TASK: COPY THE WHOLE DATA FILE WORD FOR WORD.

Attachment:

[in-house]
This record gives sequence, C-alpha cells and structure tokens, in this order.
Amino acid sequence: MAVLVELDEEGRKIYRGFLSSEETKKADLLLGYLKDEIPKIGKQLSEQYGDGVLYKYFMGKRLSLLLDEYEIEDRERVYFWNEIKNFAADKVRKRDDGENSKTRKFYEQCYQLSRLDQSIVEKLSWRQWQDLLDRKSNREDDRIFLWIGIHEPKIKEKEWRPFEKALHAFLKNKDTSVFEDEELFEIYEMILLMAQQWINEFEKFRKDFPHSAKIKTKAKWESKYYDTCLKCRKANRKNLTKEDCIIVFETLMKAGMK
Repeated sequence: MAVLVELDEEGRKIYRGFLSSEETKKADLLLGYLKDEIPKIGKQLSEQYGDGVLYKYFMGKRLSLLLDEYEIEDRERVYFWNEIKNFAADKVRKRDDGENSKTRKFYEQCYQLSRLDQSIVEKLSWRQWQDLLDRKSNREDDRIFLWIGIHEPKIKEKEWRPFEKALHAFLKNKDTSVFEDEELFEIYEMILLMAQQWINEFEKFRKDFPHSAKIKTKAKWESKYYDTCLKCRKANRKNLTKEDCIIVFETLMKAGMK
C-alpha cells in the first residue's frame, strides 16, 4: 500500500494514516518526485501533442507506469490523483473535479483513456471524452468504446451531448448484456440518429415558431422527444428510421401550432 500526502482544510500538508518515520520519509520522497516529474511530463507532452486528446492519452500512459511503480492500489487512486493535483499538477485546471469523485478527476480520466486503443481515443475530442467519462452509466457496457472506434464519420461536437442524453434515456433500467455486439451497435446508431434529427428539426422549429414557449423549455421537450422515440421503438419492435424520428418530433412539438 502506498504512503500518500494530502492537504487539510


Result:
[in-house]
This record gives sequence, C-alpha cells and structure tokens, in this order.
Amino acid sequence: MAVLVELDEEGRKIYRGFLSSEETKKADLLLGYLKDEIPKIGKQLSEQYGDGVLYKYFMGKRLSLLLDEYEIEDRERVYFWNEIKNFAADKVRKRDDGENSKTRKFYEQCYQLSRLDQSIVEKLSWRQWQDLLDRKSNREDDRIFLWIGIHEPKIKEKEWRPFEKALHAFLKNKDTSVFEDEELFEIYEMILLMAQQWINEFEKFRKDFPHSAKIKTKAKWESKYYDTCLKCRKANRKNLTKEDCIIVFETLMKAGMK
Repeated sequence: MAVLVELDEEGRKIYRGFLSSEETKKADLLLGYLKDEIPKIGKQLSEQYGDGVLYKYFMGKRLSLLLDEYEIEDRERVYFWNEIKNFAADKVRKRDDGENSKTRKFYEQCYQLSRLDQSIVEKLSWRQWQDLLDRKSNREDDRIFLWIGIHEPKIKEKEWRPFEKALHAFLKNKDTSVFEDEELFEIYEMILLMAQQWINEFEKFRKDFPHSAKIKTKAKWESKYYDTCLKCRKANRKNLTKEDCIIVFETLMKAGMK
C-alpha cells in the first residue's frame, strides 16, 4: 500500500494514516518526485501533442507506469490523483473535479483513456471524452468504446451531448448484456440518429415558431422527444428510421401550432 500526502482544510500538508518515520520519509520522497516529474511530463507532452486528446492519452500512459511503480492500489487512486493535483499538477485546471469523485478527476480520466486503443481515443475530442467519462452509466457496457472506434464519420461536437442524453434515456433500467455486439451497435446508431434529427428539426422549429414557449423549455421537450422515440421503438419492435424520428418530433412539438 502506498504512503500518500494530502492537504487539510